Nuclear power provides almost a fifth of the nation's electricity. The industry's two biggest problems are what to do with nuclear waste and the risk of a Chernobyl type accident.
Wikipedia bends over backwards to downplay these problems. And it fails to mention that there are much cheaper, safer and more environmentally friendly alternatives to nuclear power. The article also fails to mention the taxpayer subsidies that created the nuclear power industry in the 1950s and 1960s, that allowed the industry to grow and that keep it alive today.
The Atomic Energy Act of 1954 effectively created the nuclear power industry. The government provided the industry with millions of dollars of free research, heavily subsidized fuel, discounted waste disposal, tax breaks, and, perhaps most significantly, taxpayer-subsidized insurance in case of an accident. The insurance was provided by the Price Anderson Act of 1957. Congress has renewed the act approximately once every 10 years, and it's still in effect.
Between 1974 and 2005, the federal government spent (in 2005 dollars) on research and development $48 billion on nuclear power, $20 billion on fossil fuels, $12 billion for renewable energy like wind and solar, and $12 billion on energy efficiency.
A 1982 study performed by the federal Nuclear Regulatory Commission for Congress predicted that a serious accident at the Indian Point nuclear power plant near New York City would kill 50,000 people and result in 100,000 "radiation injuries" and $300 billion in property damage. This study has never been updated. The Wikipedia article "Nuclear Power" does not mention it.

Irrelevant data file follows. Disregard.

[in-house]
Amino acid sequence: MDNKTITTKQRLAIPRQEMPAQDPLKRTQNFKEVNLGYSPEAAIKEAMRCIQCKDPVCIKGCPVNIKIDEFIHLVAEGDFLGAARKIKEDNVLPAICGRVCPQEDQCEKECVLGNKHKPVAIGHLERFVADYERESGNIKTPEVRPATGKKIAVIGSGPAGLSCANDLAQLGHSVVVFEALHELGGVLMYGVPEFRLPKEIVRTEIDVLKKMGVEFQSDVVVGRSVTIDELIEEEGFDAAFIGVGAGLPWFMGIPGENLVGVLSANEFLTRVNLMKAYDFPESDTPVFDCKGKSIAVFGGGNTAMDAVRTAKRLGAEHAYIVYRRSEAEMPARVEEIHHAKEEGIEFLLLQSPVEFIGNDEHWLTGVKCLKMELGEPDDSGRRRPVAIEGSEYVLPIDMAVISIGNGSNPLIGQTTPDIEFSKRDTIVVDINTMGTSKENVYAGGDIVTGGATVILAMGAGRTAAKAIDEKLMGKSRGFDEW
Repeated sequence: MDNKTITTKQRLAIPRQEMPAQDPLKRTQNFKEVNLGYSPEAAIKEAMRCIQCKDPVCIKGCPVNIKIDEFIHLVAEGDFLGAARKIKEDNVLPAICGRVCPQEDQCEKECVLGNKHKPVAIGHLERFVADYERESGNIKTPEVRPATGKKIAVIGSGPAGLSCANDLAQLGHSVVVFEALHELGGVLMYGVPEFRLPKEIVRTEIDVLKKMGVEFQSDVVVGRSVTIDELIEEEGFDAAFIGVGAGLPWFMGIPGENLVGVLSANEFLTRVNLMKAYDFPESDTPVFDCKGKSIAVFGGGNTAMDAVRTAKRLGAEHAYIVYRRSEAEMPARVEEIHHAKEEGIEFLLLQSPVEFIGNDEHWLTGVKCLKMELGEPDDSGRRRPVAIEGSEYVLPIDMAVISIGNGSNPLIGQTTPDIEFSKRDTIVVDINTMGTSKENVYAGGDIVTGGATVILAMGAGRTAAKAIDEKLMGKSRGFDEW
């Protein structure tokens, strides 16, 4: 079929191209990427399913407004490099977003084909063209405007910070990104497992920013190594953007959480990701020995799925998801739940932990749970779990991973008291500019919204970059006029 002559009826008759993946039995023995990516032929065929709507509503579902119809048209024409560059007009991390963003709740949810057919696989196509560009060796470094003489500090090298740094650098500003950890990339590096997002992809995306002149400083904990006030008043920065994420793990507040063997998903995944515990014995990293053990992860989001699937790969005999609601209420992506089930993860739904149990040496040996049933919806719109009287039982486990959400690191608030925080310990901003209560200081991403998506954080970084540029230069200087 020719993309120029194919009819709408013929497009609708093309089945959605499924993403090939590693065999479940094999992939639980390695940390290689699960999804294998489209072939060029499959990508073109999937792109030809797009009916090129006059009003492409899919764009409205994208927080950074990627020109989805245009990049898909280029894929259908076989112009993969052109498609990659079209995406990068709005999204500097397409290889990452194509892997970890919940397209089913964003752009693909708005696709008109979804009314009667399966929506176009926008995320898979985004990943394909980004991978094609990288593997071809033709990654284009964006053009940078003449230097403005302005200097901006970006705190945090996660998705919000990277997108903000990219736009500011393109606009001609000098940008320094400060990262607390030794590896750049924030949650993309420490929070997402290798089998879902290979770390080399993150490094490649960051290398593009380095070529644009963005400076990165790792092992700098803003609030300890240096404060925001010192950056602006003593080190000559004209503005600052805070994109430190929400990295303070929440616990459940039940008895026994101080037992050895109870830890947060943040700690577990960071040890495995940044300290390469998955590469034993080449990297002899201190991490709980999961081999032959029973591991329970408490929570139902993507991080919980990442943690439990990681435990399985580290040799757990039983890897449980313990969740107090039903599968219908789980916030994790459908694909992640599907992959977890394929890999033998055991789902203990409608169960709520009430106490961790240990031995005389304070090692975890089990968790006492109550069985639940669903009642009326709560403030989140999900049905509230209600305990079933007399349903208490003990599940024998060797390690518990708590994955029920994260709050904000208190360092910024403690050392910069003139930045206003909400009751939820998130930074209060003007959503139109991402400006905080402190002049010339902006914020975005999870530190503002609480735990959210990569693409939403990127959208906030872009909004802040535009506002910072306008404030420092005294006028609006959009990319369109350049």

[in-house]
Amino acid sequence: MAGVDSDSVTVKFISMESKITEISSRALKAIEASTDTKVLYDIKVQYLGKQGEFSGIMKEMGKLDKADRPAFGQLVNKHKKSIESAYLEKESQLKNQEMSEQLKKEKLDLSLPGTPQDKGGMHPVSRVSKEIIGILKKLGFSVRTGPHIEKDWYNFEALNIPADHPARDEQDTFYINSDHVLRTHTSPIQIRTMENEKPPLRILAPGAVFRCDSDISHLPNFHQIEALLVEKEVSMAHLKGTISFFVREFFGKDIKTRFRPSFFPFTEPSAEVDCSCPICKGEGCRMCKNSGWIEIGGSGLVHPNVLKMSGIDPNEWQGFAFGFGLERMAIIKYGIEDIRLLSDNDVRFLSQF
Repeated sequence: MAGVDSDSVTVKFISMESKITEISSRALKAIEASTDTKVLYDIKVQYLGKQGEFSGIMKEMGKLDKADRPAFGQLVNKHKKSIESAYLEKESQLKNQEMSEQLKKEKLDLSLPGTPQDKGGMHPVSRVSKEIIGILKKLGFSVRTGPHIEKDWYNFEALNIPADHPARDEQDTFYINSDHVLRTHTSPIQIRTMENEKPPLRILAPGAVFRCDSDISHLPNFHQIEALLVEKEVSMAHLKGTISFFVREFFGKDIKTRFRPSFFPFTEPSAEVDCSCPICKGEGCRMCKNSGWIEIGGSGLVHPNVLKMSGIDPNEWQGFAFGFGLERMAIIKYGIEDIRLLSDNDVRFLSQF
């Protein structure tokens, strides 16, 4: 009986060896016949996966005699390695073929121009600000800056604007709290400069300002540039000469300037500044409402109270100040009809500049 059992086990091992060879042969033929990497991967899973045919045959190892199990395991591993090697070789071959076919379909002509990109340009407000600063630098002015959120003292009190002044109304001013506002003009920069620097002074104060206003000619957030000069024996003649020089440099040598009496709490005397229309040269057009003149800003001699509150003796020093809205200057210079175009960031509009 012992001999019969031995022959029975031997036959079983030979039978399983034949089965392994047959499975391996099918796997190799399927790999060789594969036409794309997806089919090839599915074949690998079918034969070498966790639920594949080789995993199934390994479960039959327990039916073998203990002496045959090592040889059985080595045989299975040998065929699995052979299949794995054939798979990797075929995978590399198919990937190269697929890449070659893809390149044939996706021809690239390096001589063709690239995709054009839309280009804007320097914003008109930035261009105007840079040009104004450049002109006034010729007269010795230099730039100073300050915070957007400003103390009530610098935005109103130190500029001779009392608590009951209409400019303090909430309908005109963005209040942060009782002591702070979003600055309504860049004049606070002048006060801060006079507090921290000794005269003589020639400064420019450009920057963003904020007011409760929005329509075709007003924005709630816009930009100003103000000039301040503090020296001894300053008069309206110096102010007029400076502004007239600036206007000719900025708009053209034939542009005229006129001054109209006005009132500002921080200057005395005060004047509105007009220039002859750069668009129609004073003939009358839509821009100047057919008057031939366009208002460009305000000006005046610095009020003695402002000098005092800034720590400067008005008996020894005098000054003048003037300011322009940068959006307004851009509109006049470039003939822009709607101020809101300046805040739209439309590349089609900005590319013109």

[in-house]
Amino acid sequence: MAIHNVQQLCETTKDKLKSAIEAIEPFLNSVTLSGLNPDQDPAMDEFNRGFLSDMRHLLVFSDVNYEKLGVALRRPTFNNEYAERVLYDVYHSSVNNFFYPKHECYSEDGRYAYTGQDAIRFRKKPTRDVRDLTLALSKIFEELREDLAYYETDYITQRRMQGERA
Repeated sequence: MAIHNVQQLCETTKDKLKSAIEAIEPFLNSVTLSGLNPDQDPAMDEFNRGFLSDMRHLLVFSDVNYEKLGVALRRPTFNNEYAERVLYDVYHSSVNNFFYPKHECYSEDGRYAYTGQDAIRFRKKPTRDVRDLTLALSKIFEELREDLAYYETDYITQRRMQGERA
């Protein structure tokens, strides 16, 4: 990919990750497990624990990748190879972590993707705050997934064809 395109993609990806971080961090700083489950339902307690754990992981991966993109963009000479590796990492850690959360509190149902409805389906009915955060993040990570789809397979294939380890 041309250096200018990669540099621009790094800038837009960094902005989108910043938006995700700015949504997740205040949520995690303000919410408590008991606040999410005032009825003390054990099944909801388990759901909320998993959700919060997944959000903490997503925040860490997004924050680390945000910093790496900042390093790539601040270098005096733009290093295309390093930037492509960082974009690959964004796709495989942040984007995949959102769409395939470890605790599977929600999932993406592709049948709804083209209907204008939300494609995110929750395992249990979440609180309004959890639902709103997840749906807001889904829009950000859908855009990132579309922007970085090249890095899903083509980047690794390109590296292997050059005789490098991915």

Former federal prosecutor Kenneth McCallion wrote in his 1995 book, "Shoreham and the Rise and Fall of the Nuclear Power Industry" that "James Asselstine, a former member of the Nuclear Regulatory Commission, has concluded that there is at least a 45 percent chance of a meltdown of a nuclear reactor somewhere in the United States in the next 20 years."
If a plane hit the so-called "spent fuel pool" (the water-filled nuclear waste storage area) at a nuclear power plant, a catastrophic nuclear emergency could ensue, according to a 2004 report by the National Academies of Science. On Sept. 11, 2001 one of the planes that hit the World Trade Center had minutes earlier flown almost directly above the Indian Point plant.